International tourism, a primary source of growth for many countries, is inadequately represented in the economic literature. This paper attempts to expand upon past research, thereby supplementing some deficiencies and posing new questions. A pooled model for international tourism demand is constructed for 85 countries using fixed-effects specification. In addition to conventional variables, a variable representing political conditions acts as a proxy for the many exogenous impacts that affect tourism. The nature of tourism volatility due to the exogenous shocks is discussed, and a statistical link between concentrations in tourism as an export good and GDP volatility is explored.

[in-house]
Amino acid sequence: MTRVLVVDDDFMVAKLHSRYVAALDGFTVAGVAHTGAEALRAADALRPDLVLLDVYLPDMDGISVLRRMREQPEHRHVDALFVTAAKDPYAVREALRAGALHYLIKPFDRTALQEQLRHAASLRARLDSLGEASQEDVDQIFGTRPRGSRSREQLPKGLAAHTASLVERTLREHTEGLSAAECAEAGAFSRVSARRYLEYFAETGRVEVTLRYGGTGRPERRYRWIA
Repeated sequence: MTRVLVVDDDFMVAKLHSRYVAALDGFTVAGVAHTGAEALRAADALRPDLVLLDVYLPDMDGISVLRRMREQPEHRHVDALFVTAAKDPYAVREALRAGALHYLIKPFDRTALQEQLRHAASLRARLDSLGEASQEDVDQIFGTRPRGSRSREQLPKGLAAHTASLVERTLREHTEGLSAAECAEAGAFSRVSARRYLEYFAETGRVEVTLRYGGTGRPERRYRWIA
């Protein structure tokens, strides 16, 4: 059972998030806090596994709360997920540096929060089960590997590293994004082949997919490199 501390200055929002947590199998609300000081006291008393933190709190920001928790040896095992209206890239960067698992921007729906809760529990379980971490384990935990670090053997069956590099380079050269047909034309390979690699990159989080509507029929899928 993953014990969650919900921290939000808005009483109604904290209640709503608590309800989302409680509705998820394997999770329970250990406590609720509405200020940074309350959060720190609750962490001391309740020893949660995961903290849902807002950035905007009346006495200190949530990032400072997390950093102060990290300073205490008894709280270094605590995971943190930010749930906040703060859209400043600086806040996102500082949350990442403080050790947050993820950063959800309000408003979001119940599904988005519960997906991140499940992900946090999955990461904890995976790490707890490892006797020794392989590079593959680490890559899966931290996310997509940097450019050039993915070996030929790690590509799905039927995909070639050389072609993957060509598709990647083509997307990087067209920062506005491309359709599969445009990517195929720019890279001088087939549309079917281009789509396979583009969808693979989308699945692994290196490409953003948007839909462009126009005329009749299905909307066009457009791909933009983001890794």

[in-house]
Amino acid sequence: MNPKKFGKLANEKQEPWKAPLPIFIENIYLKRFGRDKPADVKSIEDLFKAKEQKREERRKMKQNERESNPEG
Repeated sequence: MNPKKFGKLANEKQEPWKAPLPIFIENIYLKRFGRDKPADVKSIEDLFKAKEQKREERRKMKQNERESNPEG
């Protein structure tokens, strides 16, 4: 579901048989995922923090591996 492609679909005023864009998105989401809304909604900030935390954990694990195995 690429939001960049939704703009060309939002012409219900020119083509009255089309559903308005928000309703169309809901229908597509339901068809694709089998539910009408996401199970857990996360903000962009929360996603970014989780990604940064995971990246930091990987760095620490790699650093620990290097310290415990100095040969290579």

"International Tourism, Demand, and GDP Implications: A Background and Empirical Analysis,"
Undergraduate Economic Review:
1, Article 2.
Available at: http://digitalcommons.iwu.edu/uer/vol1/iss1/2